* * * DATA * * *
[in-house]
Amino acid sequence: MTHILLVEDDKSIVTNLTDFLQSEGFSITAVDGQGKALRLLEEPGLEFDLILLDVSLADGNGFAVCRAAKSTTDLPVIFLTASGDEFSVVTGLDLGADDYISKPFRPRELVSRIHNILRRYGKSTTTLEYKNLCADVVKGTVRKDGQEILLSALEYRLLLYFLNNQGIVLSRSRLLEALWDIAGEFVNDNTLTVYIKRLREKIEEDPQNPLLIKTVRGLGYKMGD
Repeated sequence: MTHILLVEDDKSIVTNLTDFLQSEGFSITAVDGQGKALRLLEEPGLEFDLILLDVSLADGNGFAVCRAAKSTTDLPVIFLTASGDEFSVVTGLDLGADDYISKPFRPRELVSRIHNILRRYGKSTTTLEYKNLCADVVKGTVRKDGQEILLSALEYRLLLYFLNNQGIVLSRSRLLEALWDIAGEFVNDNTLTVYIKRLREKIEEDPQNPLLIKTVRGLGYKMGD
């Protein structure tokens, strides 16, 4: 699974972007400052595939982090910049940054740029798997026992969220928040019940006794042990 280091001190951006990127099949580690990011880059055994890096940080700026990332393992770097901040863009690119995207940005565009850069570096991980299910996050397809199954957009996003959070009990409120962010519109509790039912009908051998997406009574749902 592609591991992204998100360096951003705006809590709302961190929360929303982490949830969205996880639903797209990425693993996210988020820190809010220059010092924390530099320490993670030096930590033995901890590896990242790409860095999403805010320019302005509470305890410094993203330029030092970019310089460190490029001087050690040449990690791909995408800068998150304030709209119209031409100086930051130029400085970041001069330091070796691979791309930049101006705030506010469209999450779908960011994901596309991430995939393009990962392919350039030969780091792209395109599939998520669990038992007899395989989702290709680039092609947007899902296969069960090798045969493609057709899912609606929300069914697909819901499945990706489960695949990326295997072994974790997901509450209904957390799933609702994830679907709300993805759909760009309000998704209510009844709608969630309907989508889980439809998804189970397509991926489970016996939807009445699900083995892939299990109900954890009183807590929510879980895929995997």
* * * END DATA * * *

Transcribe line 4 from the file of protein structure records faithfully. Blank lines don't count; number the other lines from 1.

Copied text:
């Protein structure tokens, strides 16, 4: 699974972007400052595939982090910049940054740029798997026992969220928040019940006794042990 280091001190951006990127099949580690990011880059055994890096940080700026990332393992770097901040863009690119995207940005565009850069570096991980299910996050397809199954957009996003959070009990409120962010519109509790039912009908051998997406009574749902 592609591991992204998100360096951003705006809590709302961190929360929303982490949830969205996880639903797209990425693993996210988020820190809010220059010092924390530099320490993670030096930590033995901890590896990242790409860095999403805010320019302005509470305890410094993203330029030092970019310089460190490029001087050690040449990690791909995408800068998150304030709209119209031409100086930051130029400085970041001069330091070796691979791309930049101006705030506010469209999450779908960011994901596309991430995939393009990962392919350039030969780091792209395109599939998520669990038992007899395989989702290709680039092609947007899902296969069960090798045969493609057709899912609606929300069914697909819901499945990706489960695949990326295997072994974790997901509450209904957390799933609702994830679907709300993805759909760009309000998704209510009844709608969630309907989508889980439809998804189970397509991926489970016996939807009445699900083995892939299990109900954890009183807590929510879980895929995997």